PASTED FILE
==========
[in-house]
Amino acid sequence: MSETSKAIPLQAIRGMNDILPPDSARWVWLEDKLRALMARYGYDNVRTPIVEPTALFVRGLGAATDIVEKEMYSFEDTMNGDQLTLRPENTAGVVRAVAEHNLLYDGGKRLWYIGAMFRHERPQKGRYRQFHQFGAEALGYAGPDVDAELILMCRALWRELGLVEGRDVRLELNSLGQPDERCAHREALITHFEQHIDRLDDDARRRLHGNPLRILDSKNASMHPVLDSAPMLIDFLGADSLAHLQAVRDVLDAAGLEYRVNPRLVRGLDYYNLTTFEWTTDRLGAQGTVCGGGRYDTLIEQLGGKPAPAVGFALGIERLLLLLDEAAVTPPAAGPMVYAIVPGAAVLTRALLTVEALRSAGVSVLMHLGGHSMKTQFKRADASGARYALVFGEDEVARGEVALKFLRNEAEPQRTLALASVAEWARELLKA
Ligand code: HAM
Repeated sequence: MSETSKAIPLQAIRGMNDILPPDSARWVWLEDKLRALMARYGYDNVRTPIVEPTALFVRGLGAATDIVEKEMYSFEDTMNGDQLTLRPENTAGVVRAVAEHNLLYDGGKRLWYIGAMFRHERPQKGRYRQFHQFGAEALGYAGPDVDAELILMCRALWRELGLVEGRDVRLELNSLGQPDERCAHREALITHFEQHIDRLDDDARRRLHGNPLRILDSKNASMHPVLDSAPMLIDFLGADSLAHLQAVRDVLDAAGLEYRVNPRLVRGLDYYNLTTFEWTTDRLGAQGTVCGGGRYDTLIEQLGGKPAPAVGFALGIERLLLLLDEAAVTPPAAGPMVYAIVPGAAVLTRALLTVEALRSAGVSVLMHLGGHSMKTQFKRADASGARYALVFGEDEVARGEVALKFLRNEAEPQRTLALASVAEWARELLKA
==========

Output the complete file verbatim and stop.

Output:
[in-house]
Amino acid sequence: MSETSKAIPLQAIRGMNDILPPDSARWVWLEDKLRALMARYGYDNVRTPIVEPTALFVRGLGAATDIVEKEMYSFEDTMNGDQLTLRPENTAGVVRAVAEHNLLYDGGKRLWYIGAMFRHERPQKGRYRQFHQFGAEALGYAGPDVDAELILMCRALWRELGLVEGRDVRLELNSLGQPDERCAHREALITHFEQHIDRLDDDARRRLHGNPLRILDSKNASMHPVLDSAPMLIDFLGADSLAHLQAVRDVLDAAGLEYRVNPRLVRGLDYYNLTTFEWTTDRLGAQGTVCGGGRYDTLIEQLGGKPAPAVGFALGIERLLLLLDEAAVTPPAAGPMVYAIVPGAAVLTRALLTVEALRSAGVSVLMHLGGHSMKTQFKRADASGARYALVFGEDEVARGEVALKFLRNEAEPQRTLALASVAEWARELLKA
Ligand code: HAM
Repeated sequence: MSETSKAIPLQAIRGMNDILPPDSARWVWLEDKLRALMARYGYDNVRTPIVEPTALFVRGLGAATDIVEKEMYSFEDTMNGDQLTLRPENTAGVVRAVAEHNLLYDGGKRLWYIGAMFRHERPQKGRYRQFHQFGAEALGYAGPDVDAELILMCRALWRELGLVEGRDVRLELNSLGQPDERCAHREALITHFEQHIDRLDDDARRRLHGNPLRILDSKNASMHPVLDSAPMLIDFLGADSLAHLQAVRDVLDAAGLEYRVNPRLVRGLDYYNLTTFEWTTDRLGAQGTVCGGGRYDTLIEQLGGKPAPAVGFALGIERLLLLLDEAAVTPPAAGPMVYAIVPGAAVLTRALLTVEALRSAGVSVLMHLGGHSMKTQFKRADASGARYALVFGEDEVARGEVALKFLRNEAEPQRTLALASVAEWARELLKA